I vividly recall the original iteration of the TV miniseries Roots. It was January 1977 and I was 17. As with most young people that age, my life was rapidly growing independent of my parents, who were increasingly consumed by the vagaries of their workplaces. Yet when the series debuted, it was must-see TV in the Johnson household. We stopped what we were doing and watched it together and enthusiastically each night. We even cheered during the show, which was notable because we were often too darned middle class to cheer while watching football games on TV.
The miniseries cleaned up during awards season: 37 Grammy nominations (nine wins) and a Golden Globe. The Alex Haley historical novel, upon which the TV series was based, was awarded a Pulitzer Prize. It was also an unprecedented ratings success; all eight episodes rank among the 100 most-watched TV shows of all time. Four rank in the top 30, and the finale, almost 40 years later, still ranks as the third-most-watched TV show ever. There were sequels and spinoffs, but for the last quarter century the phenomenon has been dormant.
That will end Monday when a remake of the classic series premieres on the History Channel (with simulcasts on sister networks Lifetime and A&E). It will run for four nights and, like the original, it features a star-studded cast including Laurence Fishburne, Forest Whitaker, Jonathan Rhys Meyers, Anika Noni Rose and Anna Paquin. Whereas the original was revolutionary for the story it told and who was in it, this remake is mostly interesting for how it tells the now-familiar story of Kunta Kinte, his adolescence in West Africa and subsequent enslavement, and the long, circuitous journey of his offspring in America from the cusp of the Revolutionary War to the aftermath of the Civil War.
To tell this story was revolutionary in 1977. It presented African Americans through African-American eyes in a dramatic and historically significant context. At that time, black people on television were typically seen in the context of white society or setting up gag lines like Jimmy Walker’s “Dyn-o-mite” exclamations. The presentations of slavery’s inhumane brutality flew in the face of my high school teachers in Dallas, who contended that slavery helped blacks and that more whites than Africans died during the slave trade. Yeah, small wonder that cheers were heard from the Johnson townhouse.
The remake arrives into a much more complex and nuanced culture when it comes to racial representation. Films like Amistad and 12 Years a Slave have won accolades and awards for their depiction of the slave trade and the peculiar institution that it enabled. Ancestral investigation has become commonplace via shows like Finding Your Roots With Henry Louis Gates Jr. Spike Lee and John Singleton are widely recognized as two of the top Hollywood filmmakers, and Shonda Rhimes is one of the most powerful people in television. And there are many TV shows that present African Americans from a black gaze rather than a white perspective.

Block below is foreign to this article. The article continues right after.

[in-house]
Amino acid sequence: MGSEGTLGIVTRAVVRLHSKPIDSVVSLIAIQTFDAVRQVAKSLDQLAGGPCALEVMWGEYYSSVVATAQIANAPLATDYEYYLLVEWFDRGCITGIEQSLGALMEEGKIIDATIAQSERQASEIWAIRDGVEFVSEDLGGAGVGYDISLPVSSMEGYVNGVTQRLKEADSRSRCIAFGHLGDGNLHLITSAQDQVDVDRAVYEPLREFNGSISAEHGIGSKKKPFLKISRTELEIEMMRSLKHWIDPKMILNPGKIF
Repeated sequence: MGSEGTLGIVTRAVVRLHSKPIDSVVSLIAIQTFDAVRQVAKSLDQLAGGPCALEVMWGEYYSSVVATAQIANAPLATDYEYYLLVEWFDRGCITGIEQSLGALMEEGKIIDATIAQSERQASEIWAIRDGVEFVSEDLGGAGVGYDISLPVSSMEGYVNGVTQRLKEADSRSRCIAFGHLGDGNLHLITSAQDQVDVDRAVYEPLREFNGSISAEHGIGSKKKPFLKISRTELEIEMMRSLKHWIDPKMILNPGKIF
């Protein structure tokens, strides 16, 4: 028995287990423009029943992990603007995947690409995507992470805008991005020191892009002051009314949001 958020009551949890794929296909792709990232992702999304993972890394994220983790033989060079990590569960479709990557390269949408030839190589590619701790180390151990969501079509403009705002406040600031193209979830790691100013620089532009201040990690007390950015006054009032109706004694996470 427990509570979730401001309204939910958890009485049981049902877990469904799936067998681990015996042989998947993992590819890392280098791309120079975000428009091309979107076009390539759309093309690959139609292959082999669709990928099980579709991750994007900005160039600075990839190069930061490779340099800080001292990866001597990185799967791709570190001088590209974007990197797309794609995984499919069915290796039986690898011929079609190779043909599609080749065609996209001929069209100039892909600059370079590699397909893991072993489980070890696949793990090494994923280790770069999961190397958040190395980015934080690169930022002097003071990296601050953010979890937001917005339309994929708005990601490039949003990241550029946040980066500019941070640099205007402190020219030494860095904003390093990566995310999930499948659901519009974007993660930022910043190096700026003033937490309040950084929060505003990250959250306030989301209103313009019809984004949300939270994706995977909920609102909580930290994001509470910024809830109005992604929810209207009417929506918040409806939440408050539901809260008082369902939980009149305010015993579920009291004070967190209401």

The advances in the four decades since the original Roots set the bar very high for this remake. The reboot isn’t a corrective in any big-picture sense, but it is still a compelling story, and the miniseries does a wonderful job telling it. British actor Malachi Kirby radiates a combination of dignity, ferocious ambition and pride as Kunta Kinte. Whitaker as Fiddler deftly conveys the ambivalent mindset and tightrope that slaves had to walk, laboring but not threatening the slave owners and plantation foremen. Rose, who plays the adult Kizzy, imbues her character with an elegant pragmatism. And Regé-Jean Page as Chicken George steals almost every scene he’s in during episodes 3 and 4.
The drama is compelling and the cinematography is absolutely stunning. Mali’s rural areas are presented as a majestic force of nature. However, amid the trees, one wonders if there are nearby gyms, since so many finely muscled, shirtless men wander the territory. In addition to 21st-century bodies telling an 18th-century story, the script is sloppy as characters are bilingual in West Africa and less fluent in English upon arriving in America.
These details don’t diminish seven hours of engrossing television. The big-picture issue centers on the necessity of the remake. This version of Roots implicitly recognizes what has come along in the last four decades. There are slave-ship scenes that offer visual comment on Amistad and plantation vistas that reference 12 Years. Some of the dialogue and conflicts cast a knowing eye toward Black-ish and Scandal, and while that’s beneficial in a film-geeky kind of way, it calls attention to the miniseries’ singular flaw—its necessity, or lack thereof.
It’s hard to see what this new presentation does that a reairing of the original wouldn’t. Also, it doesn’t move the needle, and we’re in an era where African Americans in all forms of media are valiantly pushing forward. In other words, this remake has very big footsteps to fill, and while it walks confidently in high-fashion footwear, it doesn’t fill the imprint.